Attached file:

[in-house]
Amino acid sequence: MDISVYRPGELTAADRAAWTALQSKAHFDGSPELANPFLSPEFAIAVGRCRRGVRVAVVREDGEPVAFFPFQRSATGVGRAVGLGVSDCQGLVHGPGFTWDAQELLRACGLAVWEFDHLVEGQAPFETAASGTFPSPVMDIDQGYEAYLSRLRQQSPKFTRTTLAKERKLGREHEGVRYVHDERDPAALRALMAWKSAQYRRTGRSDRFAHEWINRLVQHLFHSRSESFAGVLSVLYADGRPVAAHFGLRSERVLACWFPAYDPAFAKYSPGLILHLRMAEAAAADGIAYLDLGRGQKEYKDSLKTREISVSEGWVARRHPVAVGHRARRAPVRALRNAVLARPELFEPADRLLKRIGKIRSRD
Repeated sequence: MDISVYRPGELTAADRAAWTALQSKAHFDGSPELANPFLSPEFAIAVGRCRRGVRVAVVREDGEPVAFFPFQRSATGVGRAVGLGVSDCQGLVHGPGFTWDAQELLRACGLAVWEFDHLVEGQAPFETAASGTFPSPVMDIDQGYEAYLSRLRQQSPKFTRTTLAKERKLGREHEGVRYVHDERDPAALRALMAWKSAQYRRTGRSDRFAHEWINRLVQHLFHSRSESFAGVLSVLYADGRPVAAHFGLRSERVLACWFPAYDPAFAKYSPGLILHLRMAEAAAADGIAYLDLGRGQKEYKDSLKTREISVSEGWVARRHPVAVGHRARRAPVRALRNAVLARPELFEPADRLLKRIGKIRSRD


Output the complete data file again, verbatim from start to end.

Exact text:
[in-house]
Amino acid sequence: MDISVYRPGELTAADRAAWTALQSKAHFDGSPELANPFLSPEFAIAVGRCRRGVRVAVVREDGEPVAFFPFQRSATGVGRAVGLGVSDCQGLVHGPGFTWDAQELLRACGLAVWEFDHLVEGQAPFETAASGTFPSPVMDIDQGYEAYLSRLRQQSPKFTRTTLAKERKLGREHEGVRYVHDERDPAALRALMAWKSAQYRRTGRSDRFAHEWINRLVQHLFHSRSESFAGVLSVLYADGRPVAAHFGLRSERVLACWFPAYDPAFAKYSPGLILHLRMAEAAAADGIAYLDLGRGQKEYKDSLKTREISVSEGWVARRHPVAVGHRARRAPVRALRNAVLARPELFEPADRLLKRIGKIRSRD
Repeated sequence: MDISVYRPGELTAADRAAWTALQSKAHFDGSPELANPFLSPEFAIAVGRCRRGVRVAVVREDGEPVAFFPFQRSATGVGRAVGLGVSDCQGLVHGPGFTWDAQELLRACGLAVWEFDHLVEGQAPFETAASGTFPSPVMDIDQGYEAYLSRLRQQSPKFTRTTLAKERKLGREHEGVRYVHDERDPAALRALMAWKSAQYRRTGRSDRFAHEWINRLVQHLFHSRSESFAGVLSVLYADGRPVAAHFGLRSERVLACWFPAYDPAFAKYSPGLILHLRMAEAAAADGIAYLDLGRGQKEYKDSLKTREISVSEGWVARRHPVAVGHRARRAPVRALRNAVLARPELFEPADRLLKRIGKIRSRD